What is the disease on my apple tree?

Asked August 25, 2019, 4:37 PM EDT

I have a few questions: I’m suspecting some kind of fungal infection in all my plants both vegetables and perennial plants.. It has greatly affected their growth and flowering. Some have died off completely. The 1st picture is of lavender. I tried 2 rounds of lavender in s sunny well drained garden bed. They dried out even with regular watering. Coreopsis that is nest the lavenders also looks dried out but managing somehow! The 2nd picture is of catmint. Is it powdery mildew? Last picture is the leaf from my apple tree. All my three apple trees have the same brown spots on the leaves. They were also attacked by Japanese beetles heavily in the preceding years although we had some control this year. However, the growth is stunted. Please see the pictures attached and advise. Location is Owings mills. Thank you very much!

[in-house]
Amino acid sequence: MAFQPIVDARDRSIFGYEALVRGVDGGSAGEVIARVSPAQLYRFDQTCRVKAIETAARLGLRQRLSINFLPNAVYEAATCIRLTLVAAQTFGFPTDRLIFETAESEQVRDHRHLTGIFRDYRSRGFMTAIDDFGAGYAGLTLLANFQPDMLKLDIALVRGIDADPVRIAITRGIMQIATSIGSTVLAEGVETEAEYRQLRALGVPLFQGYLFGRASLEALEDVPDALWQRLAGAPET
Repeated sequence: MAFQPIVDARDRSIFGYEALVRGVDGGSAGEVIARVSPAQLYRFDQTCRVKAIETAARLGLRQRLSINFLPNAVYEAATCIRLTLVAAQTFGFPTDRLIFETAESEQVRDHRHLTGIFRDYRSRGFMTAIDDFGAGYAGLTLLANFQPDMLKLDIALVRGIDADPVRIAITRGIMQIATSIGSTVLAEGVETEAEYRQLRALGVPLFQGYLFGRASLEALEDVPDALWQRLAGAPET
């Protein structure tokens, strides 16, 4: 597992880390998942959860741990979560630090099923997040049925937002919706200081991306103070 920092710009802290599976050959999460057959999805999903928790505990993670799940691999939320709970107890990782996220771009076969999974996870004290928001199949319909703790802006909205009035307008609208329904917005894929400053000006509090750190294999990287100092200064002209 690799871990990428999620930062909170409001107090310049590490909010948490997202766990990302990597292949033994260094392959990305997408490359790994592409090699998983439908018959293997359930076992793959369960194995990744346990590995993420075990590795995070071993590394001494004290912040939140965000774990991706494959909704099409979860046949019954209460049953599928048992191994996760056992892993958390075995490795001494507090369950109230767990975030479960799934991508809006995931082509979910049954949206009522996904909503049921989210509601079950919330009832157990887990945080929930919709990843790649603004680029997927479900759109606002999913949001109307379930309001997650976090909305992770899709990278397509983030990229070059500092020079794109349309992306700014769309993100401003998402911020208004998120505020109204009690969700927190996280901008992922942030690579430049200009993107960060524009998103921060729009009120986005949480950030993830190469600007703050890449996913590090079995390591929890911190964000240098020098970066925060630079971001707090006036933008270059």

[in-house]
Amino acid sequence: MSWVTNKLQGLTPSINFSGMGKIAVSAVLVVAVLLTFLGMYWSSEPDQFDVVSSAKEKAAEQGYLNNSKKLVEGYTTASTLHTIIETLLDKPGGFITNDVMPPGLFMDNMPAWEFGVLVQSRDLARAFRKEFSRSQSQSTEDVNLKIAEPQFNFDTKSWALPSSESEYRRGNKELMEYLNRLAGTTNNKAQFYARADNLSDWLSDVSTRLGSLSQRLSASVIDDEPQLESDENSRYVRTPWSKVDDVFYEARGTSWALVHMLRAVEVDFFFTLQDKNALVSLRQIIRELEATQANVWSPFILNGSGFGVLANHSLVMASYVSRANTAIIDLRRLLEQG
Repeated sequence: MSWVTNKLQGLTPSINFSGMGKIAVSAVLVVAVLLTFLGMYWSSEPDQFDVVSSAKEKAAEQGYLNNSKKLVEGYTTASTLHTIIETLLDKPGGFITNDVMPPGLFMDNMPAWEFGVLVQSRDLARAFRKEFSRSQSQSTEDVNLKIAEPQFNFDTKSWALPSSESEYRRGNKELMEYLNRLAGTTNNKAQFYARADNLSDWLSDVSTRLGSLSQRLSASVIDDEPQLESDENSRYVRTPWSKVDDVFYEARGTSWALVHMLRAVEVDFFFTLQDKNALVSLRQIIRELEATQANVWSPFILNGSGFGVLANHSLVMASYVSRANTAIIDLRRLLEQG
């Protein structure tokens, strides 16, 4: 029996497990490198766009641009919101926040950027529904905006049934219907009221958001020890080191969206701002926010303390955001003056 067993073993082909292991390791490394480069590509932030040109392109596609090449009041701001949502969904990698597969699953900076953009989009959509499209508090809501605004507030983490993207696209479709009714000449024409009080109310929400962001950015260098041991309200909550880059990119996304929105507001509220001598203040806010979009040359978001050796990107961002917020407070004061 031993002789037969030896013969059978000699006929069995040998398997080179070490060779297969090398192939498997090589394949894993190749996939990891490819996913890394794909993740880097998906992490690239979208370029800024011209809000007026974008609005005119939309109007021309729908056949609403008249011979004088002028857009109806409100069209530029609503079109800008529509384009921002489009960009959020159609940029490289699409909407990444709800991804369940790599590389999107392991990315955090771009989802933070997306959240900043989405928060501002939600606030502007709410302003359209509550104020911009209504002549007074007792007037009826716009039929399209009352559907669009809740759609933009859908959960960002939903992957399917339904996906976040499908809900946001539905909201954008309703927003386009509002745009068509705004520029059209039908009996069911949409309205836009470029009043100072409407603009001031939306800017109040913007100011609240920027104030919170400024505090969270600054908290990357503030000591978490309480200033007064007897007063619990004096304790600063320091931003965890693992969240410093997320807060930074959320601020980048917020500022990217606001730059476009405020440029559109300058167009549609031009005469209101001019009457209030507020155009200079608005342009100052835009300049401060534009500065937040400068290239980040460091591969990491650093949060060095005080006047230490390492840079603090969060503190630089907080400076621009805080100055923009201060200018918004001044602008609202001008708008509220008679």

Baltimore County Maryland disease issues fruit herbs pest insects and mites

1 Response

Hi- as you know, lavender needs a dry, sunny site and grows poorly in soils high in clay and organic matter. We cannot diagnose the specific cause(s) of the decline you observed. The root zone may have had more water and less air than needed. It's also possible that the roots were infected with one of the fungal pathogens that are encouraged by moist soil conditions. Southern blight would be another possibility: https://extension.umd.edu/hgic/topics/southern-blight

We suggest you avoid using wood mulches around lavender in the future.

The white spots on the catmint are not powdery mildew. They are small feeding spots (stipples) caused by one or more small, sucking insect pests (leafhoppers, aphids, planthoppers). They are considered minor pests and the leaves can be used for culinary purposes.

The apple leaf shows symptoms consistent with various fungal leaf spots. Apple has a large number of insect, mite, and disease pests in Maryland. We suggest you rake up and dispose of all fallen leaves to reduce the amount of disease inoculum available to infect the trees next spring. Pruning to improve air circulation through the canopy is also useful. Spraying with fungicides can also be very helpful in managing diseases. Please read the VA Tech home fruit spray information on apple:
https://www.pubs.ext.vt.edu/content/dam/pubs_ext_vt_edu/456/456-018/ENTO-289C.pdf
https://extension.umd.edu/hgic/topics/apples
Jon